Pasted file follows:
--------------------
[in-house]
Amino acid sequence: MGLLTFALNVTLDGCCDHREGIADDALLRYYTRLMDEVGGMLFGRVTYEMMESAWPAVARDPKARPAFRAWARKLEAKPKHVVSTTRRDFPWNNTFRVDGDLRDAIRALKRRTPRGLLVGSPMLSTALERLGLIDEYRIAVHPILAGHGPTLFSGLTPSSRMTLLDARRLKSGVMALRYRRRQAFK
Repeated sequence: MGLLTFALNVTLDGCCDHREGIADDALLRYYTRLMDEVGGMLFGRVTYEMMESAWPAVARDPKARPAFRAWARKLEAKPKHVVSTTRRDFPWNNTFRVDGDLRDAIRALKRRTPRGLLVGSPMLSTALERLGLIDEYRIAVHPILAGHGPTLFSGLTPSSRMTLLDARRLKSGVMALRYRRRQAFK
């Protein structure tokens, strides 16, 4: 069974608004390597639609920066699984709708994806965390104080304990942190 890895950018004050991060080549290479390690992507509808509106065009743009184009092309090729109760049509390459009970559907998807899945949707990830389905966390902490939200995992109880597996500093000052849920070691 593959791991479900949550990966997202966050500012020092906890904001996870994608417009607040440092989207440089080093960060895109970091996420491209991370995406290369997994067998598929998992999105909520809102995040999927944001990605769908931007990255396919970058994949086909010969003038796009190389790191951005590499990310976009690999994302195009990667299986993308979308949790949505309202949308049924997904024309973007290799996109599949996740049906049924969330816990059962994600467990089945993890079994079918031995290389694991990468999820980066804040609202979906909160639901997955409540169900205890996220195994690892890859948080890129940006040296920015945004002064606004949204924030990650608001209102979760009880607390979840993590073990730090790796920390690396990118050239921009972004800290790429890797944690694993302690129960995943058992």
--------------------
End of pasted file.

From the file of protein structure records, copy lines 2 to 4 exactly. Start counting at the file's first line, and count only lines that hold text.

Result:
Amino acid sequence: MGLLTFALNVTLDGCCDHREGIADDALLRYYTRLMDEVGGMLFGRVTYEMMESAWPAVARDPKARPAFRAWARKLEAKPKHVVSTTRRDFPWNNTFRVDGDLRDAIRALKRRTPRGLLVGSPMLSTALERLGLIDEYRIAVHPILAGHGPTLFSGLTPSSRMTLLDARRLKSGVMALRYRRRQAFK
Repeated sequence: MGLLTFALNVTLDGCCDHREGIADDALLRYYTRLMDEVGGMLFGRVTYEMMESAWPAVARDPKARPAFRAWARKLEAKPKHVVSTTRRDFPWNNTFRVDGDLRDAIRALKRRTPRGLLVGSPMLSTALERLGLIDEYRIAVHPILAGHGPTLFSGLTPSSRMTLLDARRLKSGVMALRYRRRQAFK
């Protein structure tokens, strides 16, 4: 069974608004390597639609920066699984709708994806965390104080304990942190 890895950018004050991060080549290479390690992507509808509106065009743009184009092309090729109760049509390459009970559907998807899945949707990830389905966390902490939200995992109880597996500093000052849920070691 593959791991479900949550990966997202966050500012020092906890904001996870994608417009607040440092989207440089080093960060895109970091996420491209991370995406290369997994067998598929998992999105909520809102995040999927944001990605769908931007990255396919970058994949086909010969003038796009190389790191951005590499990310976009690999994302195009990667299986993308979308949790949505309202949308049924997904024309973007290799996109599949996740049906049924969330816990059962994600467990089945993890079994079918031995290389694991990468999820980066804040609202979906909160639901997955409540169900205890996220195994690892890859948080890129940006040296920015945004002064606004949204924030990650608001209102979760009880607390979840993590073990730090790796920390690396990118050239921009972004800290790429890797944690694993302690129960995943058992």